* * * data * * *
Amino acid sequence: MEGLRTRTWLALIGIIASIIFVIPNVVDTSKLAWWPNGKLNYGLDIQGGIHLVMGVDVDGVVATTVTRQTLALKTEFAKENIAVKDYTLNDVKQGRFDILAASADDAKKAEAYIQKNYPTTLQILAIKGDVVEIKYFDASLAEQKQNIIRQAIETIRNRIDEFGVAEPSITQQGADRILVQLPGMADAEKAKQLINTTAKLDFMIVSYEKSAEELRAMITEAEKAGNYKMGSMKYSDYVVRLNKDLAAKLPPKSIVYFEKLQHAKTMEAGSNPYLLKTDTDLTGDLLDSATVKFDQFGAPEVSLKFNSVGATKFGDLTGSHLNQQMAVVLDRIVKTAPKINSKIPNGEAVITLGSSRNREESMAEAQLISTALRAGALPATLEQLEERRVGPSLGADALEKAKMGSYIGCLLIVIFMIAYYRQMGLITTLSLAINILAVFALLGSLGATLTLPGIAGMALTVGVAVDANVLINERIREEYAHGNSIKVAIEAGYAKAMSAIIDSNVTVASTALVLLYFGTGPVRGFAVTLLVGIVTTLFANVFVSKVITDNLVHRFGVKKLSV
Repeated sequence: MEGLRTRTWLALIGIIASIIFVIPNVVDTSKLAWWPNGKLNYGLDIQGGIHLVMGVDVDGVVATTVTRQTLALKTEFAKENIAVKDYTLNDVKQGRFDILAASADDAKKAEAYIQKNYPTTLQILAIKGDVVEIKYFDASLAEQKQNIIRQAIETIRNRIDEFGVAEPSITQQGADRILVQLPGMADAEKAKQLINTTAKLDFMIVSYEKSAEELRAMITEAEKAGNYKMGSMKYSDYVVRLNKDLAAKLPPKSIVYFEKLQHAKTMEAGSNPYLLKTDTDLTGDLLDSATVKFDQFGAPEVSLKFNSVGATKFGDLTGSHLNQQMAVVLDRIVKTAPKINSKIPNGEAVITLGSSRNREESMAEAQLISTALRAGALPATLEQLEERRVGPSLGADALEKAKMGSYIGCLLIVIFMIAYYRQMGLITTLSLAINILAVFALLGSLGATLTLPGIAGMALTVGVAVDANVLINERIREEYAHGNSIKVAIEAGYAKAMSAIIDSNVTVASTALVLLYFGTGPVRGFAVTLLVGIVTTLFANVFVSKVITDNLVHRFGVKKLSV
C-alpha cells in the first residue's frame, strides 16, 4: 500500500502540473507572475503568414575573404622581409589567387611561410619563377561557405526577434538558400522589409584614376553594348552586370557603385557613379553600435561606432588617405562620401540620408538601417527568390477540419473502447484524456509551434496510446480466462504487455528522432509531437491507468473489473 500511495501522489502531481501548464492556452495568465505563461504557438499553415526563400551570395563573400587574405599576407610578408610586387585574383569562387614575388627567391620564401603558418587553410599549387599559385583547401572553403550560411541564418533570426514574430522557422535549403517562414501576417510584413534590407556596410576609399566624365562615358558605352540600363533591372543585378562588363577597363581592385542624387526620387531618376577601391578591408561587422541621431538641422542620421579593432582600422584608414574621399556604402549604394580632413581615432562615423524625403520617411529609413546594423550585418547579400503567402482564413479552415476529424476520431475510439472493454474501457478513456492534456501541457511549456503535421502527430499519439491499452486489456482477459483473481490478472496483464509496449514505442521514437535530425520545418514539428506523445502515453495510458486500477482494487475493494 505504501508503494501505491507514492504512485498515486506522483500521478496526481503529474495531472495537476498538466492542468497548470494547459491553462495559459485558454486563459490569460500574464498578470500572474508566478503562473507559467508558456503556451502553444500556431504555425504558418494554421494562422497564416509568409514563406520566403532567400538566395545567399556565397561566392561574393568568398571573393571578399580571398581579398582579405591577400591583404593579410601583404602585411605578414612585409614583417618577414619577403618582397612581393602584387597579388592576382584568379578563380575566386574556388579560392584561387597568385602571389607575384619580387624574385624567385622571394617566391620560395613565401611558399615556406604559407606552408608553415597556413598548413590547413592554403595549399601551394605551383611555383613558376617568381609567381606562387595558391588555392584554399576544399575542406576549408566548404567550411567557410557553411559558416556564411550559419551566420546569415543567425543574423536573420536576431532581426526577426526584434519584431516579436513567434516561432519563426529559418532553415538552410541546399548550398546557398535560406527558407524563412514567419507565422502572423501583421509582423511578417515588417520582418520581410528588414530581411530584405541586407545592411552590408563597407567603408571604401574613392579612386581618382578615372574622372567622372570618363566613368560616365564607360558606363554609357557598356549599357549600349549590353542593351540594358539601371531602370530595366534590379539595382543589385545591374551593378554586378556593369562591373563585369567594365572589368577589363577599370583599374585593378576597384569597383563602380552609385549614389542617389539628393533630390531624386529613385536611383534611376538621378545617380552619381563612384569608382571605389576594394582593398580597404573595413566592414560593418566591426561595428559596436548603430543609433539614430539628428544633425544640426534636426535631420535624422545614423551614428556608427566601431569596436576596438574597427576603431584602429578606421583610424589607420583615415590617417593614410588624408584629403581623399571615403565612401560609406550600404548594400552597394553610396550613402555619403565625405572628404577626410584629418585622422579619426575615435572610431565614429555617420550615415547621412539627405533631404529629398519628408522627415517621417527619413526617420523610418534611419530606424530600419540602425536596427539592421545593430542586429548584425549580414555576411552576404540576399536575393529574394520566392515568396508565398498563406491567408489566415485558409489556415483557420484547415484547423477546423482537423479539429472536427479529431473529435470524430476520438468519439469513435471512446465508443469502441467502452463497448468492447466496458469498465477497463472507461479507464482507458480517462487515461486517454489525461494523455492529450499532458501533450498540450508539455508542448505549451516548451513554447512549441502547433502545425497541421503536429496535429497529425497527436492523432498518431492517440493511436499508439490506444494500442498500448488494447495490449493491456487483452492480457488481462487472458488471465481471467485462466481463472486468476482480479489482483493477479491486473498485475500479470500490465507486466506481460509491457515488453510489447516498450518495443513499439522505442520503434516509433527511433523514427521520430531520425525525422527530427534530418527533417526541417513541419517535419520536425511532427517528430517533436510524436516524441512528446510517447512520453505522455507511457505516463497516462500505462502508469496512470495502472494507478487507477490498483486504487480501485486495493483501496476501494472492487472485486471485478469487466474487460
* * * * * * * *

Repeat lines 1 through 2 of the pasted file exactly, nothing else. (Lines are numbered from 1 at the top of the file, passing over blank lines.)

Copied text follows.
Amino acid sequence: MEGLRTRTWLALIGIIASIIFVIPNVVDTSKLAWWPNGKLNYGLDIQGGIHLVMGVDVDGVVATTVTRQTLALKTEFAKENIAVKDYTLNDVKQGRFDILAASADDAKKAEAYIQKNYPTTLQILAIKGDVVEIKYFDASLAEQKQNIIRQAIETIRNRIDEFGVAEPSITQQGADRILVQLPGMADAEKAKQLINTTAKLDFMIVSYEKSAEELRAMITEAEKAGNYKMGSMKYSDYVVRLNKDLAAKLPPKSIVYFEKLQHAKTMEAGSNPYLLKTDTDLTGDLLDSATVKFDQFGAPEVSLKFNSVGATKFGDLTGSHLNQQMAVVLDRIVKTAPKINSKIPNGEAVITLGSSRNREESMAEAQLISTALRAGALPATLEQLEERRVGPSLGADALEKAKMGSYIGCLLIVIFMIAYYRQMGLITTLSLAINILAVFALLGSLGATLTLPGIAGMALTVGVAVDANVLINERIREEYAHGNSIKVAIEAGYAKAMSAIIDSNVTVASTALVLLYFGTGPVRGFAVTLLVGIVTTLFANVFVSKVITDNLVHRFGVKKLSV
Repeated sequence: MEGLRTRTWLALIGIIASIIFVIPNVVDTSKLAWWPNGKLNYGLDIQGGIHLVMGVDVDGVVATTVTRQTLALKTEFAKENIAVKDYTLNDVKQGRFDILAASADDAKKAEAYIQKNYPTTLQILAIKGDVVEIKYFDASLAEQKQNIIRQAIETIRNRIDEFGVAEPSITQQGADRILVQLPGMADAEKAKQLINTTAKLDFMIVSYEKSAEELRAMITEAEKAGNYKMGSMKYSDYVVRLNKDLAAKLPPKSIVYFEKLQHAKTMEAGSNPYLLKTDTDLTGDLLDSATVKFDQFGAPEVSLKFNSVGATKFGDLTGSHLNQQMAVVLDRIVKTAPKINSKIPNGEAVITLGSSRNREESMAEAQLISTALRAGALPATLEQLEERRVGPSLGADALEKAKMGSYIGCLLIVIFMIAYYRQMGLITTLSLAINILAVFALLGSLGATLTLPGIAGMALTVGVAVDANVLINERIREEYAHGNSIKVAIEAGYAKAMSAIIDSNVTVASTALVLLYFGTGPVRGFAVTLLVGIVTTLFANVFVSKVITDNLVHRFGVKKLSV